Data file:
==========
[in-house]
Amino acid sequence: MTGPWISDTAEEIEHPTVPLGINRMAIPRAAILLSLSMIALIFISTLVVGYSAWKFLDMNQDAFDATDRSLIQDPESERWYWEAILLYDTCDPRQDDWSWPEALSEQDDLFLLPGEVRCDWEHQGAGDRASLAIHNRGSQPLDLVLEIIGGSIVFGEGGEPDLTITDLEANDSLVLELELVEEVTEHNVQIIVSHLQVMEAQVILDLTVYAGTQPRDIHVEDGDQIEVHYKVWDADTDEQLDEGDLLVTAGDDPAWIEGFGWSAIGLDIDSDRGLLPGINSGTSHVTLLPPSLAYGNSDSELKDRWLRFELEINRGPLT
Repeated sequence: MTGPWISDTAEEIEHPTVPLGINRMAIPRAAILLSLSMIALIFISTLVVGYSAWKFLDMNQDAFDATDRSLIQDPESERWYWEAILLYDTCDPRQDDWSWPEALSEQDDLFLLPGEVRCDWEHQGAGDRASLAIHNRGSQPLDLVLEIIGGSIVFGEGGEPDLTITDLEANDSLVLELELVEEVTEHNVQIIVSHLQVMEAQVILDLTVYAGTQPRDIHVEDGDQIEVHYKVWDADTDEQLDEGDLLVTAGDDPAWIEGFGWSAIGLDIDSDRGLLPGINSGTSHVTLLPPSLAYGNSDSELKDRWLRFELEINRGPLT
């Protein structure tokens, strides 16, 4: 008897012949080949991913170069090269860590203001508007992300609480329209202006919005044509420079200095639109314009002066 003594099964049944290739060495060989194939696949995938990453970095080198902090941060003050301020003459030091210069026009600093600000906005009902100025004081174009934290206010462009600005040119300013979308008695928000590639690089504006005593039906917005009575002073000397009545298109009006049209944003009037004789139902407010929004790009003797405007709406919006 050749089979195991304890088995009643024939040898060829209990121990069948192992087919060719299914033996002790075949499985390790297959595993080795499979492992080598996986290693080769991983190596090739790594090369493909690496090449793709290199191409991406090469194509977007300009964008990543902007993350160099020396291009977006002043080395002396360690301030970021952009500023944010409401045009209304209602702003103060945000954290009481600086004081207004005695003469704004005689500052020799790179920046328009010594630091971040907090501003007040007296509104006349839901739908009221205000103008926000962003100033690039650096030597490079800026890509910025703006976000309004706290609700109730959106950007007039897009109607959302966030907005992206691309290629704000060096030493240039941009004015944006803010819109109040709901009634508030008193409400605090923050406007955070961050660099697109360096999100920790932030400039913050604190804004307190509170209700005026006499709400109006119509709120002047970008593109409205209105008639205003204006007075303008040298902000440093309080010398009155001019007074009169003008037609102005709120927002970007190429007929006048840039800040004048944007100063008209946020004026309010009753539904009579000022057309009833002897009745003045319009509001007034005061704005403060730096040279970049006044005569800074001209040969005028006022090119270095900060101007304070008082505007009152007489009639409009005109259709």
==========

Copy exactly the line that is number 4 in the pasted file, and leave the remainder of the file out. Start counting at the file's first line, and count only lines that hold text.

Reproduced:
């Protein structure tokens, strides 16, 4: 008897012949080949991913170069090269860590203001508007992300609480329209202006919005044509420079200095639109314009002066 003594099964049944290739060495060989194939696949995938990453970095080198902090941060003050301020003459030091210069026009600093600000906005009902100025004081174009934290206010462009600005040119300013979308008695928000590639690089504006005593039906917005009575002073000397009545298109009006049209944003009037004789139902407010929004790009003797405007709406919006 050749089979195991304890088995009643024939040898060829209990121990069948192992087919060719299914033996002790075949499985390790297959595993080795499979492992080598996986290693080769991983190596090739790594090369493909690496090449793709290199191409991406090469194509977007300009964008990543902007993350160099020396291009977006002043080395002396360690301030970021952009500023944010409401045009209304209602702003103060945000954290009481600086004081207004005695003469704004005689500052020799790179920046328009010594630091971040907090501003007040007296509104006349839901739908009221205000103008926000962003100033690039650096030597490079800026890509910025703006976000309004706290609700109730959106950007007039897009109607959302966030907005992206691309290629704000060096030493240039941009004015944006803010819109109040709901009634508030008193409400605090923050406007955070961050660099697109360096999100920790932030400039913050604190804004307190509170209700005026006499709400109006119509709120002047970008593109409205209105008639205003204006007075303008040298902000440093309080010398009155001019007074009169003008037609102005709120927002970007190429007929006048840039800040004048944007100063008209946020004026309010009753539904009579000022057309009833002897009745003045319009509001007034005061704005403060730096040279970049006044005569800074001209040969005028006022090119270095900060101007304070008082505007009152007489009639409009005109259709």